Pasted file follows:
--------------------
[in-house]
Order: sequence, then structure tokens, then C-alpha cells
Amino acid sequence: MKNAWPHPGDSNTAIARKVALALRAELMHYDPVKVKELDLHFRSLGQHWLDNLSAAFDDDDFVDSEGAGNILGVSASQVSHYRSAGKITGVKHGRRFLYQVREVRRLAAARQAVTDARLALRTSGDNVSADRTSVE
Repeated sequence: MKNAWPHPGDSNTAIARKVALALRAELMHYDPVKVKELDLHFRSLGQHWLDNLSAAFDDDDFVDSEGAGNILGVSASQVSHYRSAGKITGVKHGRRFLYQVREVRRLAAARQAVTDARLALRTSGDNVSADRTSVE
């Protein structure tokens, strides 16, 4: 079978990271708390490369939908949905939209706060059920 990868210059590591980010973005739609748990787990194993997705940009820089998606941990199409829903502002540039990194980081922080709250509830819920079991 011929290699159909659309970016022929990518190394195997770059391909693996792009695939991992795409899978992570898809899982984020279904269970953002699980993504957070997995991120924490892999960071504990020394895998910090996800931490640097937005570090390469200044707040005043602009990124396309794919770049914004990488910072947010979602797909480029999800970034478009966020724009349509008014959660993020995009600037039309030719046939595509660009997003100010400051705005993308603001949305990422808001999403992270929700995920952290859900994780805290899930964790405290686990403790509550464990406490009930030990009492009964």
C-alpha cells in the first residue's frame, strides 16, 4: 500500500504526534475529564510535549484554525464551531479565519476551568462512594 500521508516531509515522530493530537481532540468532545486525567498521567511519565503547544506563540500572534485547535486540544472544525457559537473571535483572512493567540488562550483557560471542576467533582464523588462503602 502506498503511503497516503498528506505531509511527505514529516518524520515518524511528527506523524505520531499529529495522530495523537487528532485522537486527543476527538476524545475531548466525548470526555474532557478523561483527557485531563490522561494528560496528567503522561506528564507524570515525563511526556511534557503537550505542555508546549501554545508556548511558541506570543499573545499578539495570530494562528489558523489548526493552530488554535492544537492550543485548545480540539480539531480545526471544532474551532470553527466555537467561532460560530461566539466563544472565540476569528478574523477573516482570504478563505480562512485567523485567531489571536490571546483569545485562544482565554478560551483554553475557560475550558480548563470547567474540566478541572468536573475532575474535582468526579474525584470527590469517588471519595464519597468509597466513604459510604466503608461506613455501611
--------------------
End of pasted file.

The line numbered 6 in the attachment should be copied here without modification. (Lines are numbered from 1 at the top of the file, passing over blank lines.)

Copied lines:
C-alpha cells in the first residue's frame, strides 16, 4: 500500500504526534475529564510535549484554525464551531479565519476551568462512594 500521508516531509515522530493530537481532540468532545486525567498521567511519565503547544506563540500572534485547535486540544472544525457559537473571535483572512493567540488562550483557560471542576467533582464523588462503602 502506498503511503497516503498528506505531509511527505514529516518524520515518524511528527506523524505520531499529529495522530495523537487528532485522537486527543476527538476524545475531548466525548470526555474532557478523561483527557485531563490522561494528560496528567503522561506528564507524570515525563511526556511534557503537550505542555508546549501554545508556548511558541506570543499573545499578539495570530494562528489558523489548526493552530488554535492544537492550543485548545480540539480539531480545526471544532474551532470553527466555537467561532460560530461566539466563544472565540476569528478574523477573516482570504478563505480562512485567523485567531489571536490571546483569545485562544482565554478560551483554553475557560475550558480548563470547567474540566478541572468536573475532575474535582468526579474525584470527590469517588471519595464519597468509597466513604459510604466503608461506613455501611